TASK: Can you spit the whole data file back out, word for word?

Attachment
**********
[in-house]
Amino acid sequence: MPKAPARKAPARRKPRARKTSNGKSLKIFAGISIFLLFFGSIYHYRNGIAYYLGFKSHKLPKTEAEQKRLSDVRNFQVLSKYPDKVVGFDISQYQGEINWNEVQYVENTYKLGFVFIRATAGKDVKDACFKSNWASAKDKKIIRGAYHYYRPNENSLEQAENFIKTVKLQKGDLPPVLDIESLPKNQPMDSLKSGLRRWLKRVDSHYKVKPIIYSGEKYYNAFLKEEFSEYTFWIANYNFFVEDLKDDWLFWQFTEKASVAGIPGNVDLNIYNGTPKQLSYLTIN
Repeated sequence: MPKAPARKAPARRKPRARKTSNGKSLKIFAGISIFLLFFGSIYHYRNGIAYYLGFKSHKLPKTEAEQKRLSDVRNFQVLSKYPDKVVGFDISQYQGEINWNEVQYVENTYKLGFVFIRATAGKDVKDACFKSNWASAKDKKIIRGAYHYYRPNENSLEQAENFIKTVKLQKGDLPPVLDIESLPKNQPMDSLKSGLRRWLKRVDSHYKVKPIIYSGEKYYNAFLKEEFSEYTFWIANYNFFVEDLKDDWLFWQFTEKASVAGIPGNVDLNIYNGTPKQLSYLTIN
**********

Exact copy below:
[in-house]
Amino acid sequence: MPKAPARKAPARRKPRARKTSNGKSLKIFAGISIFLLFFGSIYHYRNGIAYYLGFKSHKLPKTEAEQKRLSDVRNFQVLSKYPDKVVGFDISQYQGEINWNEVQYVENTYKLGFVFIRATAGKDVKDACFKSNWASAKDKKIIRGAYHYYRPNENSLEQAENFIKTVKLQKGDLPPVLDIESLPKNQPMDSLKSGLRRWLKRVDSHYKVKPIIYSGEKYYNAFLKEEFSEYTFWIANYNFFVEDLKDDWLFWQFTEKASVAGIPGNVDLNIYNGTPKQLSYLTIN
Repeated sequence: MPKAPARKAPARRKPRARKTSNGKSLKIFAGISIFLLFFGSIYHYRNGIAYYLGFKSHKLPKTEAEQKRLSDVRNFQVLSKYPDKVVGFDISQYQGEINWNEVQYVENTYKLGFVFIRATAGKDVKDACFKSNWASAKDKKIIRGAYHYYRPNENSLEQAENFIKTVKLQKGDLPPVLDIESLPKNQPMDSLKSGLRRWLKRVDSHYKVKPIIYSGEKYYNAFLKEEFSEYTFWIANYNFFVEDLKDDWLFWQFTEKASVAGIPGNVDLNIYNGTPKQLSYLTIN